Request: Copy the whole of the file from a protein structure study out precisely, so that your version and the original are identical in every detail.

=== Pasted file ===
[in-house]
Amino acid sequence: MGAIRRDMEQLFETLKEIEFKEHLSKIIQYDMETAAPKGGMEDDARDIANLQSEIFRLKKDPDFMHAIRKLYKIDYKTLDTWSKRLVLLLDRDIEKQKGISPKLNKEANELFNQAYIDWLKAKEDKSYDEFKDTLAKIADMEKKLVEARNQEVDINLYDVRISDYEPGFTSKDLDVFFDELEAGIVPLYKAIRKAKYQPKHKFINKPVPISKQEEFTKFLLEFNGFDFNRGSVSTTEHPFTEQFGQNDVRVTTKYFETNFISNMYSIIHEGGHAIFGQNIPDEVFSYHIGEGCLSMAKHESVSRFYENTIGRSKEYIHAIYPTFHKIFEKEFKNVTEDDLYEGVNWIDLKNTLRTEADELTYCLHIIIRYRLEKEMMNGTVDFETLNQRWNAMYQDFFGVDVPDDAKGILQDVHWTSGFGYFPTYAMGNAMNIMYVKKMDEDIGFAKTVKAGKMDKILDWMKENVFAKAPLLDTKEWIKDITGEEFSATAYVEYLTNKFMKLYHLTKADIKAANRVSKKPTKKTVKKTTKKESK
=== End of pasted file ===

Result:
[in-house]
Amino acid sequence: MGAIRRDMEQLFETLKEIEFKEHLSKIIQYDMETAAPKGGMEDDARDIANLQSEIFRLKKDPDFMHAIRKLYKIDYKTLDTWSKRLVLLLDRDIEKQKGISPKLNKEANELFNQAYIDWLKAKEDKSYDEFKDTLAKIADMEKKLVEARNQEVDINLYDVRISDYEPGFTSKDLDVFFDELEAGIVPLYKAIRKAKYQPKHKFINKPVPISKQEEFTKFLLEFNGFDFNRGSVSTTEHPFTEQFGQNDVRVTTKYFETNFISNMYSIIHEGGHAIFGQNIPDEVFSYHIGEGCLSMAKHESVSRFYENTIGRSKEYIHAIYPTFHKIFEKEFKNVTEDDLYEGVNWIDLKNTLRTEADELTYCLHIIIRYRLEKEMMNGTVDFETLNQRWNAMYQDFFGVDVPDDAKGILQDVHWTSGFGYFPTYAMGNAMNIMYVKKMDEDIGFAKTVKAGKMDKILDWMKENVFAKAPLLDTKEWIKDITGEEFSATAYVEYLTNKFMKLYHLTKADIKAANRVSKKPTKKTVKKTTKKESK